How to Format an SD Card from a Linux Terminal (CLI)

Have you ever formatted an SD Card? I bet almost all of you would answer yes to this. However, we mostly opt for applications (like Raspberry Pi Imager) when formatting an SD card. What if you only have a Linux OS with a terminal window (lite version)? Well, this is the tutorial for you!

An SD card from the Linux terminal can be formatted using two popular pre-installed tools: fdisk and mkfs. In addition, the name of the SD card should be identified and the SD card should be unmounted before the actual formatting process.

This tutorial will guide you through with an easy-to-follow, step-by-step guide and visual aids. By the end, you will be a master at formatting SD cards with a Linux terminal! So, let’s get started.

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How to Format an SD Card

Although you probably already know, it is important to note that formatting an SD card is a process where you will lose all the existing data stored on it. So, if it is important, please take the appropriate steps to ensure you don’t lose anything important.

Here are the three main steps involved in formatting the SD Card from the Linux terminal:

  • Identifying the Correct SD Card Name
  • Unmounting the SD Card
  • Formatting the SD Card

So, let’s get started with this tutorial. All you need is terminal access to a physically accessible Linux-based system (so that you can mount the SD Card).

Figuring out the device name

After mounting the SD card, the first step is listing the available mounts as we don’t want to format our primary disk or any other partition with important data stored in it. To do this, simple one-line commands exist for both fdisk and lsblk packages.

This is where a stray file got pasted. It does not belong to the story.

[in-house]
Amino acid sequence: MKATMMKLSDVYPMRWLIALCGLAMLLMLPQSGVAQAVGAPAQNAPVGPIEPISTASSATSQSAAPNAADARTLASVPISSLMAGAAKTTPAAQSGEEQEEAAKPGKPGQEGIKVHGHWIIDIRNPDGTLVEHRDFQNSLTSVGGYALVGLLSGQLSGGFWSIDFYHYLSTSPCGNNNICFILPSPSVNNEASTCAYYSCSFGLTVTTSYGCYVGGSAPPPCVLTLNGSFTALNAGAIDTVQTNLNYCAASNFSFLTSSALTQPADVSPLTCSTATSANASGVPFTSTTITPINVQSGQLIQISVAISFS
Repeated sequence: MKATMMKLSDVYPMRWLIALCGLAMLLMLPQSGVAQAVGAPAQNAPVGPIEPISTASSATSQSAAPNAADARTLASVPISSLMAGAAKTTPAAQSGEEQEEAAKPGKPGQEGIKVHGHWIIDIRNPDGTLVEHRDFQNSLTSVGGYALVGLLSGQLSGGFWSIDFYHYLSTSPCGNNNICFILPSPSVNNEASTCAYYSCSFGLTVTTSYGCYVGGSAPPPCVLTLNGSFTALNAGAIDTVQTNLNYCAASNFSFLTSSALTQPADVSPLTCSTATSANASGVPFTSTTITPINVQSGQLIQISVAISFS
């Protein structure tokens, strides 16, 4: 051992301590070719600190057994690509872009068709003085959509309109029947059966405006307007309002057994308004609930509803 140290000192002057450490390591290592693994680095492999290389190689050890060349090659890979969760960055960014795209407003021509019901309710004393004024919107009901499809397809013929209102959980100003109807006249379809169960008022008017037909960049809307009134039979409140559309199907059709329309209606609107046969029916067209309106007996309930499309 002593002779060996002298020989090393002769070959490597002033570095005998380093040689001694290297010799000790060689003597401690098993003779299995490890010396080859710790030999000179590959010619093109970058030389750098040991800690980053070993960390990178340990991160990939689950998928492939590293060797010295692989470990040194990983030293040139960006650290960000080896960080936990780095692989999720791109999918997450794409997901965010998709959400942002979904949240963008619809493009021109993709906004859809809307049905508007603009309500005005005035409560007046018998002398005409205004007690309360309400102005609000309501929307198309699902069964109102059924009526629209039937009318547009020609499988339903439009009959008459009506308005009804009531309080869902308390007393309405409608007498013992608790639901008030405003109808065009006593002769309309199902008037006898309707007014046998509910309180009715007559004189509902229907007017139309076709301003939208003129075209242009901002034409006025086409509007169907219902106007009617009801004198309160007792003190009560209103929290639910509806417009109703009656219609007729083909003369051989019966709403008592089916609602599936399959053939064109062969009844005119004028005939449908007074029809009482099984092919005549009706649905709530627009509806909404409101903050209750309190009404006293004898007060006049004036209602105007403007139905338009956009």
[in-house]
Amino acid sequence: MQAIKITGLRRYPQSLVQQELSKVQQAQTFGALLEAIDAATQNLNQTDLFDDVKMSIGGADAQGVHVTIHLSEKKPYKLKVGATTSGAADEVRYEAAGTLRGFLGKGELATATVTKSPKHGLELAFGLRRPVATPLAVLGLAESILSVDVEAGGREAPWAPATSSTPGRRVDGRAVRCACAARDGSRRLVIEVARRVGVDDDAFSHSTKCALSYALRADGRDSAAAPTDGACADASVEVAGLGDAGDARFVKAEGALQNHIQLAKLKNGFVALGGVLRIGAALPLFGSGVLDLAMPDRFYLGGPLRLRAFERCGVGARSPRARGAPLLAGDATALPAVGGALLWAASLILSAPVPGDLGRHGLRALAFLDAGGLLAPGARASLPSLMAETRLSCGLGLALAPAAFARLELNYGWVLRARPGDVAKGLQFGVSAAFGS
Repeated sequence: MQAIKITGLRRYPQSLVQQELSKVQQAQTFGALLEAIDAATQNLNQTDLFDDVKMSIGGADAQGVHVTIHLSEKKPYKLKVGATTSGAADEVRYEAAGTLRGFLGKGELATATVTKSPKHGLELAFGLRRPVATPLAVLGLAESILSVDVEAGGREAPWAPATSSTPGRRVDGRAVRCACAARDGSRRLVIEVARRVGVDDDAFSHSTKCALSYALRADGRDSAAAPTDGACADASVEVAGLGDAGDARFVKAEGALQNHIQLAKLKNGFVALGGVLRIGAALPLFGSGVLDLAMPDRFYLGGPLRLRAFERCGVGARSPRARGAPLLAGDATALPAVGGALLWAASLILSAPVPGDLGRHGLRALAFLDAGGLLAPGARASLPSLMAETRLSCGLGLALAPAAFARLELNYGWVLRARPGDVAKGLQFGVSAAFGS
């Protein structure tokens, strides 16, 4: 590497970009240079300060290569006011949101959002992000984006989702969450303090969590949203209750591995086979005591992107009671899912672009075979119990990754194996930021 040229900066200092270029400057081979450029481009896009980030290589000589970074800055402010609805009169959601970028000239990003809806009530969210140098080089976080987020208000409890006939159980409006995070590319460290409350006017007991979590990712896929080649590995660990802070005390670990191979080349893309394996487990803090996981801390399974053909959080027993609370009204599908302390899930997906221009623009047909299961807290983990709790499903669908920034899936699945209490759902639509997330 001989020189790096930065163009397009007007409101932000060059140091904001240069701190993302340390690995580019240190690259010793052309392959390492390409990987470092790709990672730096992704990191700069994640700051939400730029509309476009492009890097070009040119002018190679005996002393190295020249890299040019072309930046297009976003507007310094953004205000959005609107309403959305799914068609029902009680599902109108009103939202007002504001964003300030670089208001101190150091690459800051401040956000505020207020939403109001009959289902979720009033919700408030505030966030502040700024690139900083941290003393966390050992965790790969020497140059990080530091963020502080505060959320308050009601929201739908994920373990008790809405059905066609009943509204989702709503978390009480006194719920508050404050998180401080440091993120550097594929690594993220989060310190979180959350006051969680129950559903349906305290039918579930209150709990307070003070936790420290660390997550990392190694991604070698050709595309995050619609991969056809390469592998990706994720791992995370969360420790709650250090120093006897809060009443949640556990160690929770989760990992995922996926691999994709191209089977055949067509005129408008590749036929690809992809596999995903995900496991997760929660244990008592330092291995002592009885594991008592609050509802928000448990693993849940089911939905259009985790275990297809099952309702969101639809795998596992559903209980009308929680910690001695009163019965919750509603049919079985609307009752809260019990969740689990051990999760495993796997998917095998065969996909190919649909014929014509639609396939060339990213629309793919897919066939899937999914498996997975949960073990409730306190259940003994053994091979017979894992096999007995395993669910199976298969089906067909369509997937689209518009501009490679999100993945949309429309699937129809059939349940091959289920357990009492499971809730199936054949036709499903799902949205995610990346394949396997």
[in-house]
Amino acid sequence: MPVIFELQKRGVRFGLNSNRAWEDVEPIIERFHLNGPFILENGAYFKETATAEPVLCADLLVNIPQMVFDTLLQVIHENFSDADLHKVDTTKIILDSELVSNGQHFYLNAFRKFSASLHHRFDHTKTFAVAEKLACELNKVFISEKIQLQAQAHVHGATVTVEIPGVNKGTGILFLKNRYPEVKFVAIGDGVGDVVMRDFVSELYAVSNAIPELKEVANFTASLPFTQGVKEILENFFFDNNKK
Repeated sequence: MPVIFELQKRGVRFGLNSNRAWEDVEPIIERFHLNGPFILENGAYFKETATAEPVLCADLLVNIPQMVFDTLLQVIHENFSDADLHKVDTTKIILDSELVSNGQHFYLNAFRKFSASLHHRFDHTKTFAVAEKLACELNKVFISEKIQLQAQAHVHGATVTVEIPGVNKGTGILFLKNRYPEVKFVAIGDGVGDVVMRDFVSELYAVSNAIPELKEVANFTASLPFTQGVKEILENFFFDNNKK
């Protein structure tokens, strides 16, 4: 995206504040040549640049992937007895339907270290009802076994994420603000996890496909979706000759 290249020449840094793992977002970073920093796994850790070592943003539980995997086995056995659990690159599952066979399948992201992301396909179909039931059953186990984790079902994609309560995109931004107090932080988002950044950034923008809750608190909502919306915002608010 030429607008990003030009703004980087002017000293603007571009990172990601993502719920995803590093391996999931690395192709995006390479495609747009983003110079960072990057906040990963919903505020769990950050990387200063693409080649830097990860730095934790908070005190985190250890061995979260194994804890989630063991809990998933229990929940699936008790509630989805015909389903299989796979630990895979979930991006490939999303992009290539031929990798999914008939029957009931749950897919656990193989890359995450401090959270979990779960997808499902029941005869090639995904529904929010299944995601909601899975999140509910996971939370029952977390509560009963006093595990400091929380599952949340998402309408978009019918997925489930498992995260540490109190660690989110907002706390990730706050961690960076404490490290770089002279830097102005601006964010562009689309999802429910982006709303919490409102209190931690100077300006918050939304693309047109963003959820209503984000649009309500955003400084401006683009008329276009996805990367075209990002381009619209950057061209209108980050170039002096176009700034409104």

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FDisk command

Fdisk is one of the go-to packages for disk management from Linux terminals (full documentation here). It comes pre-installed with almost every Linux distribution available.

To be sure, start by verifying that it is available on your system by using the following command:
fdisk --version

You should see the following output:

Great! Now that we know that we have fdisk, let’s list all the available storage devices mounted to our systems (you might have to enter your password, so please do so if prompted):
sudo fdisk -l

This command will give you a lot of information. Don’t worry, we only need the device we are concerned with. In most cases, you should see it listed as “/dev/xxx” as shown below.

Once you have the disk name, you can move to the next step.

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lsblk command

Alternatively, we can check for all the available drives to figure out the name of our SD card as we did before with the lsblk command. It is one of my favorite commands to do so (just because it gives a clean output):
lsblk -f

This will give an easy-to-read and clean output. You can easily see that in my case, the sda device is the one I need to format.

In my case, the name of the device that I need to format is sda.

Unmounting the SD Card

Linux systems do not allow you to format mounted drives. So, before proceeding with the formatting process, you need to unmount the SD card. This is automatically done when using software with a graphical interface.

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However, it can be easily done using a single terminal command:
sudo umount /dev/sda